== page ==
A single Day 3 hand at the 2019 World Series of Pok.er has catapulted Minnesota’s Joseph Beasy into the top 85 at the Main Event, delivering him 723,000 chips, the biggest pot of the competition.
Beasy, who may have almost $40,000 in career pok.er earnings, was up against Germany’s Simon Welsch and San Francisco’s Joshua Tam inside the hand, initially with a pair of 10s vs. Tam’s set of 7s and Welsch’s Ace of Spades and 9 of hearts. Broadcasters quickly predicted a “bloodbath” after having a 10-Ace-7 flop gave Welsch what he thought to be top pair, but Beasy bested Tam’s three-of-a-kind using a three-of-a-kind of his very own, setting up a dramatic raising of the stakes.
After a 27,000 bet from Wsop Chips Generator 2020, Tam and Beasy called, despite a suggestion from the broadcast that this latter should’ve raised in the case of straight possibilities. Beasy checked again right after the turn was a 4, and soon after, Tam bet 57,500. Later, the river revealed another 4, giving both Beasy and Tam full houses, with the former betting 75,000 and Tam raising all the way to 250,000. Following a moment of reflection, Beasy is visible calling it and taking the hand, having a perplexed Tam left to ponder what had occurred.
Updated World Number of pok.er chip counts have Beasy at No. 81 in the Main Event with 2,117,000 after his wedding day 3 win. Tam, meanwhile, now ranks 199th with 1,140,000. You can still find 354 players remaining after a lot more than 8,500 entries, with all the prize pool approximately greater than $80,000. Among those remaining: 2013 WSOP Main Event runner-up Jay Farber, former bracelet winner Craig McCorkell and former NFL star Richard Seymour.
The 2019 World Combination of pok.er main event is as a result of its final table of nine after a wild finish to Day 7. All nine players in contention for your title already have locked up a payday of at least $1 million once action resumes Sunday night on the Rio All Suite Hotel & C.asino. Once action resumes, two massive pots contested late on Day 7 could have a significant influence on just how the early stages from the final table can play out.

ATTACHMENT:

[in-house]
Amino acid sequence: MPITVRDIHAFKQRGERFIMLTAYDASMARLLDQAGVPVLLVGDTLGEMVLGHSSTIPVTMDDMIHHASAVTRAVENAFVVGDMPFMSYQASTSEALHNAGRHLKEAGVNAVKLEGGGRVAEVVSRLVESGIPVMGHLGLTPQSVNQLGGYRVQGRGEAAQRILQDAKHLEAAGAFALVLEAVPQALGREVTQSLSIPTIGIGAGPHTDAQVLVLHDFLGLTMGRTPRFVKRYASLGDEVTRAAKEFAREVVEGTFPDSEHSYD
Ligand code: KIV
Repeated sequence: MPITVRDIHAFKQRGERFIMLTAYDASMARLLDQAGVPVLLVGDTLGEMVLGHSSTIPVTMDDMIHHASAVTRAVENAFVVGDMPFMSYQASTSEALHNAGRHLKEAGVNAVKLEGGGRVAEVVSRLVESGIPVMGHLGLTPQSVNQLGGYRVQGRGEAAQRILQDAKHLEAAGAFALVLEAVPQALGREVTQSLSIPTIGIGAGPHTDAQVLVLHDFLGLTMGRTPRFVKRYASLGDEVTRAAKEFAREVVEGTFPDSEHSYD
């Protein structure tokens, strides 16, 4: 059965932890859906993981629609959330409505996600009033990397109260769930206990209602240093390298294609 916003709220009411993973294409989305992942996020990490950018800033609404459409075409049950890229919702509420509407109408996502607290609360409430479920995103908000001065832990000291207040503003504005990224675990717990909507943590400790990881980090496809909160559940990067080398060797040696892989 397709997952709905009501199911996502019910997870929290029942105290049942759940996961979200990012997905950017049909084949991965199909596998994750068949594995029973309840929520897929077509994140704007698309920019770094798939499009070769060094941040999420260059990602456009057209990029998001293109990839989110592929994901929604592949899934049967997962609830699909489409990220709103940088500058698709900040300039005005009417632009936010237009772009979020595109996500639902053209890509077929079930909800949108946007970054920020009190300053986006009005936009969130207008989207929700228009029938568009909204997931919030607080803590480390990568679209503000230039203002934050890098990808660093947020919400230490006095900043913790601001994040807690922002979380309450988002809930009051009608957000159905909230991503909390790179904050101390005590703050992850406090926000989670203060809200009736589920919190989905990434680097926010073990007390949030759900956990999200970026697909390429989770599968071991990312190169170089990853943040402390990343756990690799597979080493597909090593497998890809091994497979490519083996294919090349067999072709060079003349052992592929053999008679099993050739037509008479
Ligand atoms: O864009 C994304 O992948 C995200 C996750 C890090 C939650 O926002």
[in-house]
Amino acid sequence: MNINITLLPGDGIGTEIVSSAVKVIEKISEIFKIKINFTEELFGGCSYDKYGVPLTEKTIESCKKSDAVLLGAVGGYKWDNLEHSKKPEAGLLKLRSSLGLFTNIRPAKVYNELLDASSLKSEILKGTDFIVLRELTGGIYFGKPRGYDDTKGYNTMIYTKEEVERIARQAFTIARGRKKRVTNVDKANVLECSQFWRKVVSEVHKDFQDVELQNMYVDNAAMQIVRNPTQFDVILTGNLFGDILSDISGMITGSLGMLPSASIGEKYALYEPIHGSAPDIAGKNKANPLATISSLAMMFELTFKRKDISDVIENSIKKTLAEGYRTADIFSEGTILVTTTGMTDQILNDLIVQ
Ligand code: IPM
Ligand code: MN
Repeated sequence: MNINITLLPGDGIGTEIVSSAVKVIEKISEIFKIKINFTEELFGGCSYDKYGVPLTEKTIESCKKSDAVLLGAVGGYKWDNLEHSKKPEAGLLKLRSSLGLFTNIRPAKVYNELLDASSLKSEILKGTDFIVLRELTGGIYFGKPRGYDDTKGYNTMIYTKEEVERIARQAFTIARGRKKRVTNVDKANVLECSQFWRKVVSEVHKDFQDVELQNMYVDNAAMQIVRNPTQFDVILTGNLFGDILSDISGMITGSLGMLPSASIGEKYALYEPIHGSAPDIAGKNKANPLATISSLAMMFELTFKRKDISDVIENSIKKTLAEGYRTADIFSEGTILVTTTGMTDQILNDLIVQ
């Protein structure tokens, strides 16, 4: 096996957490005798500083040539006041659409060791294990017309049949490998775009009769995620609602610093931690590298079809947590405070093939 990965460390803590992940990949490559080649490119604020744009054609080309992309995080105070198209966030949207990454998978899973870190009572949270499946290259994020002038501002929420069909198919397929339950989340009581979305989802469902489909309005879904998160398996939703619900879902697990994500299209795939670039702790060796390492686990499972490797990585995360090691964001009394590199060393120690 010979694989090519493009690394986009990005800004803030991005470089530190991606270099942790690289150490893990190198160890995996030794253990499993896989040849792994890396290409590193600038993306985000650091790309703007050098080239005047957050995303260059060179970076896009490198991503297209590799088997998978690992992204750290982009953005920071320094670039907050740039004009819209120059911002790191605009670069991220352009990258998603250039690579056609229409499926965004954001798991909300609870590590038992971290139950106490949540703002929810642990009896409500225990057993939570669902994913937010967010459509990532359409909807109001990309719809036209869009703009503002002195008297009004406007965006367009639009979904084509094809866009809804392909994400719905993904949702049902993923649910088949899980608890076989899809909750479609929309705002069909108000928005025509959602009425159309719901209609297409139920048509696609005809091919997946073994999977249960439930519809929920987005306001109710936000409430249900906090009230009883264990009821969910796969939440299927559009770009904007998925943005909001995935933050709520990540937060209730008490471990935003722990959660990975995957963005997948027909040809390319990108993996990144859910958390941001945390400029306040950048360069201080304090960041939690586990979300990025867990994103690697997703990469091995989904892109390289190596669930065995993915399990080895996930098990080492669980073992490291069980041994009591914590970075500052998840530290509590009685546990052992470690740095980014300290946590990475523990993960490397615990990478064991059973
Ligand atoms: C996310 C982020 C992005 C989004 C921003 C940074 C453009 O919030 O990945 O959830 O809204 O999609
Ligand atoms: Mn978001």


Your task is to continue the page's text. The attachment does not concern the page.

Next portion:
Hossein Ensan takes 177 million and a considerable chip lead to the final day of action thanks in large part to your 116 million-chip pot he won off Timothy Su. After Ensan flopped a complete house with pocket 10s, Su made a pair of queens and eventually known as a massive river bet.
Ensan had the experience and exerted his pressure through much during the day, but his firepower increased significantly as he and Su tangled within the 116 million-chip pot — the biggest in the tournament to that point.
Garry Gates starts the final table in second place with 99.3 million, due to a 100 million-chip pot of his very own. Despite Gates and Henry Lu sitting in the middle of the pack at the time, with little pressure for fast action, they went to war and Lu found himself all-in on a Jc-Td-7s-6d board with K’s-J’s against Gates’ Ac-Jh. Using the harmless 8h on lwsndt river, Gates all but punched his ticket for the final table while Lu was out in 11th place, for $800,000.
As someone who spent earlier times fifteen years of his life in a selection of roles within the world of pok.er, including time spent with media outlet pok.erNews and later on with operator pok.erStars, the event of being on the opposite side of the ropes has become surreal for Gates.
“It’s difficult to put that into words,” Gates said. “Becoming an industry person, and having a lot of interactions using the best players on the planet, and being on the other side of the rail watching their deep runs and cheering on their behalf and seeing their dreams become a reality. … I am talking about, today I woke up to sms messages from Erik Seidel, and John Juanda, and Jason Koon, wishing me luck. That’s crazy.